But the snake dancing took center stage, leaving the impression that Conversion Therapy is a dangerous practice, supported only by bigots
It was an interesting news piece, but it didn’t ask the right questions. Let’s ask them now.
Yet both the American Psychological Association and Psychology Today magazine use the term “therapy” as a shortened version for the word “Psychotherapy”, which they then describe as “a collaborative treatment based on the relationship between an individual and a psychologist” or “spending time with a trained professional—usually a psychologist, a social worker, or a licensed counselor—to help diagnose and treat mental and emotional problems.”
The term “Conversion Therapy”, then, cannot be accurately applied unless a licensed mental health professional is involved. It also cannot be accurately applied to professional psychotherapy if the therapy in question is not designed to change sexual orientation. In short, it cannot be accurately applied to most of the individuals and organizations it’s now so carelessly applied to.
Browse the internet yourself. Look at the most prominent organizations currently being labelled as “Conversion Therapy” outlets. Click onto Restored Hope Network, Hope for Wholeness Network, Homosexuals Anonymous, Courage, and NARTH. You’ll search in vain for the term “Conversion Therapy”, or for promises to change orientation.
The Conversion Therapy shoe doesn’t fit. We shouldn’t be forced to wear it.
Is shutting down all so-called Conversion Therapy the answer?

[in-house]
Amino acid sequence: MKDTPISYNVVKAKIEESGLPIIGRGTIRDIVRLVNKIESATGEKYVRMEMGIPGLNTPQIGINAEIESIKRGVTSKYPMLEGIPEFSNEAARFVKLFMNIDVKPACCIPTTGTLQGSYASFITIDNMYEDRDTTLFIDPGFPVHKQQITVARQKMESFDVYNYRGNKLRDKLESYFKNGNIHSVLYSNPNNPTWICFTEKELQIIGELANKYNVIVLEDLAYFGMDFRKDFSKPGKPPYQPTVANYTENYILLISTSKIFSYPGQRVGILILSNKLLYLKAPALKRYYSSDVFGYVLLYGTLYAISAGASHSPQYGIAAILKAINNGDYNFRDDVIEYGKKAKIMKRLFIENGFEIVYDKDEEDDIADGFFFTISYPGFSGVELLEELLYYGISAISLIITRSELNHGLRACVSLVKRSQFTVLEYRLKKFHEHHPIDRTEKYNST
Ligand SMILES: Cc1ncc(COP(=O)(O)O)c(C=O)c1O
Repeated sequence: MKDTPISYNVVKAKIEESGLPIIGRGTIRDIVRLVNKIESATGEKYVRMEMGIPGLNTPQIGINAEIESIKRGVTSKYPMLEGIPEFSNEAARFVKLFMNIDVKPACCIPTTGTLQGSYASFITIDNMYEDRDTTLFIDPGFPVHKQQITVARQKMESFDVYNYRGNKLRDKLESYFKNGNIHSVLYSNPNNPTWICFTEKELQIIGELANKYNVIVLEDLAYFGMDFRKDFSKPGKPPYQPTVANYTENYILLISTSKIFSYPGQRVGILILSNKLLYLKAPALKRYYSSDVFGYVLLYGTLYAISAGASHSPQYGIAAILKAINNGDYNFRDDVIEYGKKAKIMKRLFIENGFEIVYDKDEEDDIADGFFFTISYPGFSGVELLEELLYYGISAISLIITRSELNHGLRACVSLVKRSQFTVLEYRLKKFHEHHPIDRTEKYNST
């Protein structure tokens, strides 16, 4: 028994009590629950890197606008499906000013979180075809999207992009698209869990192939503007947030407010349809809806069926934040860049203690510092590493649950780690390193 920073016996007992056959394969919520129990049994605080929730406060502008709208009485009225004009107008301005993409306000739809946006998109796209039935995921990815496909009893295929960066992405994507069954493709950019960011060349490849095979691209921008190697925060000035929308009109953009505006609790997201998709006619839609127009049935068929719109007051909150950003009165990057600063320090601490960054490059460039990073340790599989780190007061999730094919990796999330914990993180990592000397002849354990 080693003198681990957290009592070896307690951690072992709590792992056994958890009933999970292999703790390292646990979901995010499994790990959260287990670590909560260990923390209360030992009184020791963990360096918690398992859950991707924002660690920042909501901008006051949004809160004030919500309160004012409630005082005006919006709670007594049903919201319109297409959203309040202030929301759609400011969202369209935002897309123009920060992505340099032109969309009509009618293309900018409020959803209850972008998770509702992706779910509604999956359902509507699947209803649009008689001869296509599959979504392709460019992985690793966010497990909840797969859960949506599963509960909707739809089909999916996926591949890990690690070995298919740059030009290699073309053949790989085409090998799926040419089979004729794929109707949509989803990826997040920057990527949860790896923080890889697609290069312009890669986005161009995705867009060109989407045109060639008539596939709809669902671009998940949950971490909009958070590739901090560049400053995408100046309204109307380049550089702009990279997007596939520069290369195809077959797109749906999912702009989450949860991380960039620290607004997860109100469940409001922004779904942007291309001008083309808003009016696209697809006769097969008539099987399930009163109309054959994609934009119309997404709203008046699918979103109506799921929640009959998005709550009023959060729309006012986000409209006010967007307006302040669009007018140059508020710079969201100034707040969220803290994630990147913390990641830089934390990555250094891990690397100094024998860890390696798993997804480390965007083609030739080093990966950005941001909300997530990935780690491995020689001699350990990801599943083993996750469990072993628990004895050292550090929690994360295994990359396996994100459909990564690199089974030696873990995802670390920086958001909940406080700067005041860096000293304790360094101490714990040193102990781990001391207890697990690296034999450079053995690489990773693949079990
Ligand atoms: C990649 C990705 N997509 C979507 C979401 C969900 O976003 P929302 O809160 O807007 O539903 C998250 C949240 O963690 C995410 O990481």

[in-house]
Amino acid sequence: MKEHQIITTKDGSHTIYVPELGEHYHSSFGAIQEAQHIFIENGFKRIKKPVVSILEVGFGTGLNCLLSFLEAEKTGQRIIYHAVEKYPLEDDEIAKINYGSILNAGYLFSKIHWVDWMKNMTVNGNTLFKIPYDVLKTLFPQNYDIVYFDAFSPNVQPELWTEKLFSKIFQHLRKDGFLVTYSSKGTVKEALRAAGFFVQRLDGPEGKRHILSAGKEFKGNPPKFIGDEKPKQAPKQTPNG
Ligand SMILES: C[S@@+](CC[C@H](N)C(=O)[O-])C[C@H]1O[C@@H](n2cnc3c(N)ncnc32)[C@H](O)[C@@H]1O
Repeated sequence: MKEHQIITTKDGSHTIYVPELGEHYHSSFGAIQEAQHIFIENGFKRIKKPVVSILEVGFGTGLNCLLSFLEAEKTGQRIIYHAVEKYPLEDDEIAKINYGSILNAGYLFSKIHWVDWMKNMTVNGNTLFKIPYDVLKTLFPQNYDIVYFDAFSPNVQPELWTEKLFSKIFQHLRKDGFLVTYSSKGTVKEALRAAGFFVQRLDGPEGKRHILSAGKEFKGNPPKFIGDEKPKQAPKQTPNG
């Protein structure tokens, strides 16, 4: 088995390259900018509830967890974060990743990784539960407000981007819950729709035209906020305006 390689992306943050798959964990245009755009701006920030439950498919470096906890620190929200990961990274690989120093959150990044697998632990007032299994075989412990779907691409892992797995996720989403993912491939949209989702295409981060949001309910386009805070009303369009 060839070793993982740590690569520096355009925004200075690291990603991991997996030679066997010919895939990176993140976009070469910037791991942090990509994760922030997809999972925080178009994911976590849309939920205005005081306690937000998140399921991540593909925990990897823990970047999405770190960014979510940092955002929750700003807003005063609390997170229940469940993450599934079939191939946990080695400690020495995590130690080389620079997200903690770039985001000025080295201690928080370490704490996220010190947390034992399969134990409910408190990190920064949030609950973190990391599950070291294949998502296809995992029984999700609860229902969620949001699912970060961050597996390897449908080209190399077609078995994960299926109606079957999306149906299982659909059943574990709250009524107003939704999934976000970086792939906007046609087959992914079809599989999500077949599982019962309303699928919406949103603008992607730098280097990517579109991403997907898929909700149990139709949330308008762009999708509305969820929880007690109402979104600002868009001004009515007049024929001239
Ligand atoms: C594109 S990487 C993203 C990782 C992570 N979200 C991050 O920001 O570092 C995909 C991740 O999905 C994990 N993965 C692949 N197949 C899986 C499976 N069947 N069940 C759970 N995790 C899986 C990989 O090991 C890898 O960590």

Preaching the gospel is right. Preaching the gospel to make millions is wrong. If someone preaches a false gospel of greed, do we shut all preachers down? Or do we rightfully criticize the bad ones?
Teaching is right. Seducing your students is wrong. If a teacher seduces his student, do we shut all teaching down?
Offering psychological help is right. Using your position as a psychologist to manipulate patients into signing their property over to you is wrong. If a psychologist does such a thing (as some have) do we assume all psychologists are harming their patients?
Seems simple enough. Likewise, when someone ministers to a repentant homosexual in the wrong way, then criticism and, in serious cases, action,
If you’re mentoring, counseling, or otherwise ministering to someone struggling with homosexual desires, it’s wrong to shame them, saddle them with rocks, cuddle them in bed, subject them to shock treatment, cast demons out of them, insist they had a bad relationship with Mom or Dad or both, or coerce them into being more stereotypically masculine or feminine.